In the meantime, I’ve got a lot of crazy quilting to do.

Photo: Left to right, my sister’s weding quilt, the handkerchief quilt, and my wedding quilt.

You Stink

In the snowflake state of Massachusetts, we legalized medicinal marijuana in 2012, and recreational marijuana in 2016. Although, I guess now we’re professionally calling it “cannabis,” and if you are a recreational user, “weed” or 420. My teen has informed me only old farts like me still call it “pot.” Whatever you call it, it’s not really my thing. The one time I tried it as a teenager, it made me laugh so hard, I annoyed myself. I didn’t like the untethered feeling it gave me, and as I was floating around, I remember thinking, god, who is laughing so much, and why doesn’t she shut up? Then I realized it was me. This was followed by a very intense case of the munchies, where mass quantities of chips were consumed. I have always had a slow metabolism. I could barely afford that level of eating then, never mind now.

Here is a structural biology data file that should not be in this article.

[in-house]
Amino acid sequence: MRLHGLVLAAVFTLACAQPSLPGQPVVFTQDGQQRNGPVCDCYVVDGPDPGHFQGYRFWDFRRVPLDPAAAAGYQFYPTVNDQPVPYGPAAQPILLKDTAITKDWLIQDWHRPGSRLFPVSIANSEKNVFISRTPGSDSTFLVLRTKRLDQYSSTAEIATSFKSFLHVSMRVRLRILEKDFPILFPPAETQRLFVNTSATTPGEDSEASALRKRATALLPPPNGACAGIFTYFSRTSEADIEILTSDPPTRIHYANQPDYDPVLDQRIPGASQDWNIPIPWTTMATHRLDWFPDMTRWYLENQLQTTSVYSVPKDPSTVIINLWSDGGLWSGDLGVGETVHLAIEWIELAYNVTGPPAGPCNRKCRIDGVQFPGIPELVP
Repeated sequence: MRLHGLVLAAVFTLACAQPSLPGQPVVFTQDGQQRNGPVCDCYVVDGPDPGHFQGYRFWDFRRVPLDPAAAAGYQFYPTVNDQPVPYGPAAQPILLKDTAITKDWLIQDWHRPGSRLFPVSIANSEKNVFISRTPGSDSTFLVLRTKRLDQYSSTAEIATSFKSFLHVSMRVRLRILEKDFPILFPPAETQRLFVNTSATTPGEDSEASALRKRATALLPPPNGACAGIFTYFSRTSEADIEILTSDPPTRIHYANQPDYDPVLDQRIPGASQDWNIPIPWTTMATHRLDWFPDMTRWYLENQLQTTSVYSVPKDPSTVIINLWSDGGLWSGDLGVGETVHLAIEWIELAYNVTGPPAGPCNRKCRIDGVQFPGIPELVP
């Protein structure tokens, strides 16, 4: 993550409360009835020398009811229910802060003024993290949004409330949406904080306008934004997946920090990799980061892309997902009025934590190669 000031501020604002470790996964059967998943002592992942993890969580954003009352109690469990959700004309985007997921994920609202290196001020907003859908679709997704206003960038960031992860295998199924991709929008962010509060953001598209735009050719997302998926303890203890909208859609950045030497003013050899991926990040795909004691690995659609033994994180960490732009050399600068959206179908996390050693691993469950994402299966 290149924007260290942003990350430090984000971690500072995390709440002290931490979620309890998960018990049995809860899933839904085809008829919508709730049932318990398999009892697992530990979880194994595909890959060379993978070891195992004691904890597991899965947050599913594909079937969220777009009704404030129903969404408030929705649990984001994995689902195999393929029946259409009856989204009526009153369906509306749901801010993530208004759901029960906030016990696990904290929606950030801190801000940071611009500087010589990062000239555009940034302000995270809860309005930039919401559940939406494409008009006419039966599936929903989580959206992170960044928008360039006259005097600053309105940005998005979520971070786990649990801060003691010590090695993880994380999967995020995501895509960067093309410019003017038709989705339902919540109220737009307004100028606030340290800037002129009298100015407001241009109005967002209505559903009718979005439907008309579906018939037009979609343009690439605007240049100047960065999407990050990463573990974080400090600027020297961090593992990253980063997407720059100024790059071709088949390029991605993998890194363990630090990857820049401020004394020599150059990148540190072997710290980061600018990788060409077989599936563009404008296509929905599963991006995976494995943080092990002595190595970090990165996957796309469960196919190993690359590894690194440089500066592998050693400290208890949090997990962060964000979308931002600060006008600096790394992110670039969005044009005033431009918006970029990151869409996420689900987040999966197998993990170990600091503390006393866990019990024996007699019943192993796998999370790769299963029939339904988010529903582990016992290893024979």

Be that as it may, I have no feelings either way about other people who partake, except for one. Your habit smells like skunk. It really does. Maybe you don’t smell it because as you puff away on that weird kazoo thing, you’re leaving the potent, smelly molecules behind you. But I come along, minutes or hours later and it stinks like skunk — it’s not really clear how long the smell sticks around because when I get a big whiff of skunk, I have yet to see anyone actually smoking. It’s kind of maddening. I get hit with the intense smell, and I whip my head  around, to see if I can either 1) go in the opposite direction of you, or 2) grab that kazoo thing you are using to smoke it and throw it dramatically in the street so it will get run over.